Editing is . . . Not so Bad, Actually
Updated: Feb 5
Sarah Glenn Marsh wrote in the Acknowledgements of her book "Reign of the Fallen" that she'd re-written the book multiple times before it was published. Rewritten? Multiple times? One of the great mysteries to new writers who have never had anything published before (like me!) is what "editing" looks like. Is my book going to be re-written by the editor? Am I going to have to make major changes? Am I going to have to re-write my book? Multiple times?
When I turned "Conspiracy of the Dark" in to Ylva Publishing, I was told that the norm was for Ylva's editors to do three rounds of edits: two rounds of content edits, one round of copy edits. Since I had no idea what content editing would be like, I cavalierly told the editor in my opening email, "Go ahead and slash and burn. I know the introduction is too long." Look at me, totally chill with turning over creative control to an expert! I won't fight any edits you make! I legitimately thought the job of the editor was to take my just-mined mineral and polish it into a semi-precious gem. I mean, she must be a good writer, right? So she'll just smooth the edges, add some sparkle, and the end product will be good!
In fact, that's not what content editing is (or at least, not with Ylva. I really can't speak for anyone else). In content editing, the editor will point out potential story or character inconsistencies, suggest places where the exposition runs long, etc. and then it's the author's job to come up with solutions. The editor may write only about three or four sentences in the entire book. This means that everything you're reading comes directly from the author. It's not a literary Frankenstein that's 75% the ideas and writing of the author, 25% the contribution of a clever editor. As a writer, that's really cool. Everything that gets published is there because you thought of it, wrote it, and approved it. You never relinquish creative control.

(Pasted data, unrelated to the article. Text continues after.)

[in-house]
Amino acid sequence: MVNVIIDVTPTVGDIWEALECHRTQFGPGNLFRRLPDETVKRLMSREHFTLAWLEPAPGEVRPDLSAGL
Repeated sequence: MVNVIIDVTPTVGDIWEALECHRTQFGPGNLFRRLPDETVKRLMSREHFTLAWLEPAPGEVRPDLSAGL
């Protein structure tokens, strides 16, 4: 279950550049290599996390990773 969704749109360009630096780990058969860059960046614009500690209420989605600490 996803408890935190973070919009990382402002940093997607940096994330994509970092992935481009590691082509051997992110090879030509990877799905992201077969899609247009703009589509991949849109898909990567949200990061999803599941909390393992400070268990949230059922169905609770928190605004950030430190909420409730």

Of course . . . if you're a perfectionist like me, nothing says "opportunity to do better!" like edits. So yes, I rewrote about a third of the words in "Conspiracy of the Dark" and half of the words in "The Darkness Rising" during the editing process. BUT it was my choice and I know it made both books a hundred times better. Ultimately, it took almost half as long to edit the books as it did to write them, but the end result is something that I'm really happy with, and that shows how professional editing can really elevate writing to the next level. So if you're an aspiring writer but you're worried that an editor will commandeer your baby and start making huge changes, don't worry! Listen to what your editor has to say, think about it, and then make the changes you want to make.